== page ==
When I opened the door, I saw in front of me two small girls in witches’ costumes. Behind them, near my front gate, was an adult guardian, presumably a parent, keeping a watchful eye on them.

“Trick or Treat?” the two girls shouted.

Trying my best to get into the spirit but not knowing what I was actually supposed to do, I answered “Great! I’d like a treat please”.

They stared at me as if I was mad, turned round and retreated towards their minder who was clearly making a mental note to avoid this house in future. Off they went and I, embarrassed at being exposed yet again as a social inadequate, retired to my house in shame.

Ever since then I’ve tried to ensure that I never again have to endure such Halloween horrors. Every October 31st, when night falls, I switch off the TV, radio and lights and sit soundlessly in the dark so the trick-or-treaters think there’s nobody at home.

That way I can be sure I won’t be made to feel uncomfortable.

Hallowe’en at Dias!

Posted in Uncategorized with tags , , on October 29, 2019 by telescoper

I’m interrupting my short break to post a quick reminder that I’m giving a public talk at the Dublin Institute for Advanced Studies (DIAS) this coming Thursday, Dark Matter Day, October 31st 2019, coincidentally the same day as Hallowe’en, or in modern parlance Not-Brexit Day. I am particularly grateful to be invited to give a talk that evening because it allows me to avoid getting involved in trick-or-treat or any of that nonsense.

Here is the nice advert the people at DIAS have made for the event:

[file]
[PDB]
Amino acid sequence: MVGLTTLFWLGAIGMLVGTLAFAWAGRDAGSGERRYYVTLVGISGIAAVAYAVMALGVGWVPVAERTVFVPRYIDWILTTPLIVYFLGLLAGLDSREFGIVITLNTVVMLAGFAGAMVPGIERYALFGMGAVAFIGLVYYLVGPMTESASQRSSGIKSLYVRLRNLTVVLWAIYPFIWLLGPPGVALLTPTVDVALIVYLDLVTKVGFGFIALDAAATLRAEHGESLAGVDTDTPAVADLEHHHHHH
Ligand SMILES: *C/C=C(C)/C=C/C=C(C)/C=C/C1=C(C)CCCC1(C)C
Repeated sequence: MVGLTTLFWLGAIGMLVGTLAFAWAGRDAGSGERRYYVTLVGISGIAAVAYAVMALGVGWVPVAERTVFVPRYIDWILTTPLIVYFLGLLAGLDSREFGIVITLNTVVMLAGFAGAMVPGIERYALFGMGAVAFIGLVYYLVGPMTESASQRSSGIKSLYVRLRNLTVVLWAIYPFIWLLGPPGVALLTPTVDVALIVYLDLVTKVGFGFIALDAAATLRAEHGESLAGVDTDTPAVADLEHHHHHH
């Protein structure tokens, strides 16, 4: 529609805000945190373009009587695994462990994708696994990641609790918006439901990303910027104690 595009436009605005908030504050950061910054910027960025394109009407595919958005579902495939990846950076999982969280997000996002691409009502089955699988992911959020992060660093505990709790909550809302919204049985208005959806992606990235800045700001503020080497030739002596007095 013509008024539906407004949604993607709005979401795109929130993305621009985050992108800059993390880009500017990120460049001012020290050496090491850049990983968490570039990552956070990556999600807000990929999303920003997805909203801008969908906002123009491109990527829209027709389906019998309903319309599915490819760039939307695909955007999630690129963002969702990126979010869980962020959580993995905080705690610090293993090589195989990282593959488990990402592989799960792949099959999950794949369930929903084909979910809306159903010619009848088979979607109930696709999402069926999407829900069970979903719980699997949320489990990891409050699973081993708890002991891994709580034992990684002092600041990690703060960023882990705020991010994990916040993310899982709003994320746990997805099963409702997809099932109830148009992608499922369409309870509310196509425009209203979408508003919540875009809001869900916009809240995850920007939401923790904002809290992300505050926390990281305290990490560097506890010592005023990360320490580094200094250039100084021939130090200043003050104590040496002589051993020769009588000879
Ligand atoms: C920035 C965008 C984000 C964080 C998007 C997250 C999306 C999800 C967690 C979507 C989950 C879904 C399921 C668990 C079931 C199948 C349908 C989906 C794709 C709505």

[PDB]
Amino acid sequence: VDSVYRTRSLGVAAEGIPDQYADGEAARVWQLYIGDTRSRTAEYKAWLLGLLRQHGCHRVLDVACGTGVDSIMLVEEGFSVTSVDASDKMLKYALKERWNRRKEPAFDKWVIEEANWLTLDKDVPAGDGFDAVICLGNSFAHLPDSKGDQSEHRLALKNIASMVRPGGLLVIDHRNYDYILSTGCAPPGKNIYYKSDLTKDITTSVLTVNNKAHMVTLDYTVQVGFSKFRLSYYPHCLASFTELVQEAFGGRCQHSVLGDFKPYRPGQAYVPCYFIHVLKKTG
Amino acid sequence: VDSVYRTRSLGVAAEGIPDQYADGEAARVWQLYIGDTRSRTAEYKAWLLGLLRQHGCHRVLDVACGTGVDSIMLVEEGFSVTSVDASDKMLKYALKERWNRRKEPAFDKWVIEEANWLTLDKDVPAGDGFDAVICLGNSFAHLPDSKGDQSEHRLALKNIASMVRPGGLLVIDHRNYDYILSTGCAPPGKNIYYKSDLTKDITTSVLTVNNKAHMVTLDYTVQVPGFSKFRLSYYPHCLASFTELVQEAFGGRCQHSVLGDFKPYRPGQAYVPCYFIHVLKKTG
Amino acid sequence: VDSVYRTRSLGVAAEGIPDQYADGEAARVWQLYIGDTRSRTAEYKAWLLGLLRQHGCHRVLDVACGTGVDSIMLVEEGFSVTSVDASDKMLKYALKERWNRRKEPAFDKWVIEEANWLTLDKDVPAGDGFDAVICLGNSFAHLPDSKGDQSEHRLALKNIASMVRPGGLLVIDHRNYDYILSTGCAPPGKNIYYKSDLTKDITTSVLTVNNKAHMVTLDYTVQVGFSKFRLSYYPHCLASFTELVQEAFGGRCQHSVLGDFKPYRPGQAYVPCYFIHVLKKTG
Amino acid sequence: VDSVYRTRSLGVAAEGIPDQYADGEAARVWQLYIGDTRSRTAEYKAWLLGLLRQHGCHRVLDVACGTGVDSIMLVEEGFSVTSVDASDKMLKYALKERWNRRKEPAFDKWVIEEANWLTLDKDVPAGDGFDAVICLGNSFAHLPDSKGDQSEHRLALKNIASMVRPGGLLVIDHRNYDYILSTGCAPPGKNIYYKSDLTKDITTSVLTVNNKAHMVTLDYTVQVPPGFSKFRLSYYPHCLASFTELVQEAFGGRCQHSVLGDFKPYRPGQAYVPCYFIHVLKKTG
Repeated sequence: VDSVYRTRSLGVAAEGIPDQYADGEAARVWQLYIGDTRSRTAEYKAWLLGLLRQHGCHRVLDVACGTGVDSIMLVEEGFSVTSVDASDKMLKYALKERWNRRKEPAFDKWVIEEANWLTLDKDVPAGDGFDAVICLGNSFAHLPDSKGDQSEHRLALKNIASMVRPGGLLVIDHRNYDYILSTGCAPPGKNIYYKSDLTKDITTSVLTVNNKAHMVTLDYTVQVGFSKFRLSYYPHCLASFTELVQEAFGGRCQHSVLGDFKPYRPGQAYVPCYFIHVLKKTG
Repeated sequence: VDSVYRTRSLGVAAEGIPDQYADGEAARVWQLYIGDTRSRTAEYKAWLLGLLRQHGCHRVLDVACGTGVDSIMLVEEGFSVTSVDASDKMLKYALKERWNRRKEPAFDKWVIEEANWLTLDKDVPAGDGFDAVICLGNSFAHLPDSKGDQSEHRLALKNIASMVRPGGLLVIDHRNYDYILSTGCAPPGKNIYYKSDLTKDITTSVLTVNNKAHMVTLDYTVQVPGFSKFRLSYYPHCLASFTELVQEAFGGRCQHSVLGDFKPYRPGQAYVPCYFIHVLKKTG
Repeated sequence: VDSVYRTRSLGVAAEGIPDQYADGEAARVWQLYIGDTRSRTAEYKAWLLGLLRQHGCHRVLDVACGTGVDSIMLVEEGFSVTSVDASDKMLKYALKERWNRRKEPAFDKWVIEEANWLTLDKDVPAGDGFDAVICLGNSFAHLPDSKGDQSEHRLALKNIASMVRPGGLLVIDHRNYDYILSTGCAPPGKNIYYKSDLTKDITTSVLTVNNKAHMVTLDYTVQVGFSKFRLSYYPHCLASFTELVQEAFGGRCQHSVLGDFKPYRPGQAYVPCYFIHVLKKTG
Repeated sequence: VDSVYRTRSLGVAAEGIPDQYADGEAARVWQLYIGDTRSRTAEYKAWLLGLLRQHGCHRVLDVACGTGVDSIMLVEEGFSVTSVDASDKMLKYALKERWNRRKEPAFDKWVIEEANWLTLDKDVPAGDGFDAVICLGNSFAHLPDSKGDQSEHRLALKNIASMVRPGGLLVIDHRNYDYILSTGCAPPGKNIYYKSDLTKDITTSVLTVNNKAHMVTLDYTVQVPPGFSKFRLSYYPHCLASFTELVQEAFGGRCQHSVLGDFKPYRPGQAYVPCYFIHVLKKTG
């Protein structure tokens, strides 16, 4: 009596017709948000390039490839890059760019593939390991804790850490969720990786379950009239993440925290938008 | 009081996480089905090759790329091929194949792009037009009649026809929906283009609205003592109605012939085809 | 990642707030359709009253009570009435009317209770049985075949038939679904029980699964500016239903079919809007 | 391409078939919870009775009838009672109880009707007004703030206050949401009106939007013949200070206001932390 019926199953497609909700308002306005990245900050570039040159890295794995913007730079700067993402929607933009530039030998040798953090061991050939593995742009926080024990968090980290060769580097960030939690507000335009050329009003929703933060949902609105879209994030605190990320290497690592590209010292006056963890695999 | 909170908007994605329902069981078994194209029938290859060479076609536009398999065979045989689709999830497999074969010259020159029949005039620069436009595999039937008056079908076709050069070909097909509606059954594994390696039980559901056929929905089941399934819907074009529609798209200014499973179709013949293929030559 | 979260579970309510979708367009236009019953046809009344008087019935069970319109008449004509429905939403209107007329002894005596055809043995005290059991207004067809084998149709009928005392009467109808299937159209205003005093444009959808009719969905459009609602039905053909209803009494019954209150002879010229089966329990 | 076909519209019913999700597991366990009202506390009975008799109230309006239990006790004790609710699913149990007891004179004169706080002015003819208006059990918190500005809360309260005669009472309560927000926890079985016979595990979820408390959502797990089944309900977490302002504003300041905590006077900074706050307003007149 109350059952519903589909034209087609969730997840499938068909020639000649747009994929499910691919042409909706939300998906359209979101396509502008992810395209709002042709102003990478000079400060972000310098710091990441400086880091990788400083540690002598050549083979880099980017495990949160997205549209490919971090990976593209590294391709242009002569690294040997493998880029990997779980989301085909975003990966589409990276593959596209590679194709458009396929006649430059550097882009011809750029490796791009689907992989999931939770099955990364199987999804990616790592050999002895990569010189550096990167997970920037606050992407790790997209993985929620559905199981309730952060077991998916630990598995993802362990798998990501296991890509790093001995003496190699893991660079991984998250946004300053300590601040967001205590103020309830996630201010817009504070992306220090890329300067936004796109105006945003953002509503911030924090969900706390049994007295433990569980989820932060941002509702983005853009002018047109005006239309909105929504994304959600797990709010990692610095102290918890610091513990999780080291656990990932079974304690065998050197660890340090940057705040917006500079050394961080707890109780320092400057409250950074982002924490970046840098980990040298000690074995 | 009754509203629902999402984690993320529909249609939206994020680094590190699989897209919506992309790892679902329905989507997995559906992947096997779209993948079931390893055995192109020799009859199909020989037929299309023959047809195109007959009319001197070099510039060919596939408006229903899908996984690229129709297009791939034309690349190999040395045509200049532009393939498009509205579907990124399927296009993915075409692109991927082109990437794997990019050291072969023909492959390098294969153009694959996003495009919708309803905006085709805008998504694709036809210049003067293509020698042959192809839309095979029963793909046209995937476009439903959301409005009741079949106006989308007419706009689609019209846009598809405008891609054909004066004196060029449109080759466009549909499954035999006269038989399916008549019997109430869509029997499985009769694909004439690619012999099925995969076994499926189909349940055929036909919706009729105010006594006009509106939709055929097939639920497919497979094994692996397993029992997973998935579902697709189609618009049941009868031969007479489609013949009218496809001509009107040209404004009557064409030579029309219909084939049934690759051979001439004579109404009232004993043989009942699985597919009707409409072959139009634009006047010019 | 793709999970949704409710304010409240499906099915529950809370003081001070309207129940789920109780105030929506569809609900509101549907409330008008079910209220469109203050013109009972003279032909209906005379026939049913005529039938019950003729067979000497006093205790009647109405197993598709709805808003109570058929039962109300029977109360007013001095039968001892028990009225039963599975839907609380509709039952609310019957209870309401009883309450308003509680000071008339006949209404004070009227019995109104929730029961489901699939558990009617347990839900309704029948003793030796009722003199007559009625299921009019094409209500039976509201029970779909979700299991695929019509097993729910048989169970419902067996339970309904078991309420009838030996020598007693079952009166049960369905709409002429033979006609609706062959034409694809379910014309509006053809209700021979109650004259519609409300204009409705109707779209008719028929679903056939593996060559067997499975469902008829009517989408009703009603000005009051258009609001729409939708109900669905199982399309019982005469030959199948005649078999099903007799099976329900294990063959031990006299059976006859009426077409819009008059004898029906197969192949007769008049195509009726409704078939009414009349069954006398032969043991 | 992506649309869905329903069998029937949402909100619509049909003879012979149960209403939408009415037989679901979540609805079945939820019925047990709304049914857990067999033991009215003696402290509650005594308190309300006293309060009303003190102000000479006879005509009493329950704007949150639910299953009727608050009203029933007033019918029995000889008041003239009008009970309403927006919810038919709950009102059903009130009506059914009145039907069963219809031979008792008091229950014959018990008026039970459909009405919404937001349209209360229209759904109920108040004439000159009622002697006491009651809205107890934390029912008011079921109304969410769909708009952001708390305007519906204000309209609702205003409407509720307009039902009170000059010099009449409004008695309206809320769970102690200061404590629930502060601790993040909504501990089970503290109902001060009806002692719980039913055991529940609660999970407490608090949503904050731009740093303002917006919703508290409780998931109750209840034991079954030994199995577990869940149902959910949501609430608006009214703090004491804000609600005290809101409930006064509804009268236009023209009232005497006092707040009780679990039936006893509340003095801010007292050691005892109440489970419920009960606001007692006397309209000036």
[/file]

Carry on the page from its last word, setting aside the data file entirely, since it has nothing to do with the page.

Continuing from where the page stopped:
The talk is free, but you need to sign up here as the venue is not infinitely large and is already almost full. You can also find some more details about the talk there.

Dark Matter Day at DIAS

Posted in Books, Talks and Reviews, Talks and Reviews, The Universe and Stuff with tags , , on October 7, 2019 by telescoper

Just a quick post to mention that I’m giving a public talk at the Dublin Institute for Advanced Studies (DIAS) on Dark Matter Day, October 31st 2019, coincidentally the same day as Halloween. I am particularly grateful to be invited to give a talk that evening because it allows me to avoid getting involved in trick-or-treat or any of that nonsense.

Here is the nice advert the people at DIAS have made for the event:

The talk is free, but you need to sign up here as the venue is not infinitely large. You can also find some more details about the talk there.

A Day at DIAS

Posted in Biographical, Books, Talks and Reviews with tags , , on March 27, 2018 by telescoper

Last night I flew back to Ireland for a few days of work here before the Easter Weekend. The schedule of flights from Cardiff to Dublin has changed for the spring, with the afternoon flight much later: at 7.45pm instead of 3.40pm, so I left from Cardiff after work on Monday and had dinner in the airport (an overpriced and barely edible beefburger).

Although there is no teaching in either on Maynooth or Cardiff this week I had to come to Ireland for a few reasons, including giving a seminar today at the Dublin Institute for Advanced Studies (DIAS) this afternoon which provided me with the chance to visit it for the first time.

It being a pleasant morning I walked to DIAS from Connolly Station after taking the train there from Maynooth. It’s about half an hour’s walk.